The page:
Five Tips for a Successful Candidate Interview

Tip #1: Script out your questions

If you’ve done any interviewing at all, you know that feeling of suddenly realizing you’re almost out of time, and you haven’t gotten through a quarter of the areas you had planned on covering. You may have had a delightful conversation, but you haven’t gotten the information needed to determine the candidate’s fit. Scripting helps keep you on track. It also helps keep you from getting too drawn in by a candidate’s charisma.

Some hiring managers avoid scripting their interview questions. They figure they’ll just go with the flow and ask whatever questions come to them. You can take that approach, of course. You can make hiring decisions based on feeding your hunches with spontaneous conversation, with little genuine information to support your decision.  And you will get spotty results. I know – I see it all the time. What’s really dangerous about this approach, however, is that it gets your ego wrapped up in the hire.  The person you hire ends up becoming more than a hire – they become the evidence of your ability to judge people.  If they don’t work out, it reflects poorly on you. I’ve seen managers hang on to employees way longer than they should, costing the company both morale and money, because they were essentially too embarrassed to own up to their bad decision.

Remember, this process is about excellence in hiring. If you want to hire at the 100% success rate, then you must do the things that are required of that level of excellence. And that means subsuming your ego to the process of objectively gathering information. Scripting is a great aid to keep your focus on the process.

Print out your question and leave lots of room for notes. I recommend attaching them to a clip board, so that you can sit with the clipboard angled on the edge of the table or desk and take notes without the candidate reading them.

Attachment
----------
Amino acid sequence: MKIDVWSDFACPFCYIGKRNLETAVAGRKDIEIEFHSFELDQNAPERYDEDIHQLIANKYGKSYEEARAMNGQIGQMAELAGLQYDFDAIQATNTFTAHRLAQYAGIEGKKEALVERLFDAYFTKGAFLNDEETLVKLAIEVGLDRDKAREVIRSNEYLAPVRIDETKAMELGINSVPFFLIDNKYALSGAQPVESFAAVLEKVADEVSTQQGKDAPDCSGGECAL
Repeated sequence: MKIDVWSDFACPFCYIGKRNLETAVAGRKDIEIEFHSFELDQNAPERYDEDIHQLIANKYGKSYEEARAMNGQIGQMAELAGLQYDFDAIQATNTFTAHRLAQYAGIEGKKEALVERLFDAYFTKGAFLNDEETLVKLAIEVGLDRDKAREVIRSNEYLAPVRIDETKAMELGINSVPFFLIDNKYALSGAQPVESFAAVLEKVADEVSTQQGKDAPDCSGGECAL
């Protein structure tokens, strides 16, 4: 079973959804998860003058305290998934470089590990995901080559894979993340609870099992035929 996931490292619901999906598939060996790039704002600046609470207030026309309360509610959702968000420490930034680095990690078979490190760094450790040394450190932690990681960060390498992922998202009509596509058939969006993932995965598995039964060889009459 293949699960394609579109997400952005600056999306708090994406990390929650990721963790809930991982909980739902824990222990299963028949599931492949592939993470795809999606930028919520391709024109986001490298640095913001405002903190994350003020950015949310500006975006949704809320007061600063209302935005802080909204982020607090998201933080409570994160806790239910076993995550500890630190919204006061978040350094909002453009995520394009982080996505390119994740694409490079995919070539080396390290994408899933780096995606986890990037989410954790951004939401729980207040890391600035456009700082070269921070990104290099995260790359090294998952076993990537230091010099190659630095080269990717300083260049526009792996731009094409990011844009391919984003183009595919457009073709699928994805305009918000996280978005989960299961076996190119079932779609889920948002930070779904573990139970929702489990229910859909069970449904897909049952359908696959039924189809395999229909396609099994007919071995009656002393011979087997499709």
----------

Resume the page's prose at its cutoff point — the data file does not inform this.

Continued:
Tip # 2: Use the candidate’s name

As Dale Carnegie said, “Remember that a man’s name is to him the sweetest and most important sound in the English language.” In order to build rapport with the candidate, use their name regularly, but naturally. You can do this with the tone of your voice by emphasizing the point of your question, while including their name, almost casually. As a test, say this sentence aloud, stressing the part in bold: “So Mark, what would you say has been your greatest accounting challenge over the past two years?”  Can you hear how unforced Mark’s name flows within the question? You’re using his name without drawing attention to the fact that you’re doing so as a conscious interviewing technique.

Tip # 3: Maintain eye contact

In the interviewing process, maintaining eye contact is made challenging by the need to also take notes. Let’s first talk about eye contact. Networking experts tell us that one good way to maintain natural eye contact is to focus on just one of the other person’s eyes. It doesn’t matter which one, just pick one and stick with it. Unless you’re sitting just an inch or two from the other person, they can’t really tell you’re looking at just one eye. If you’re uncomfortable with eye contact, focus your thoughts on finding out and noting the color of the other person’s eyes. That thought will make the exercise more analytical and less intimidating.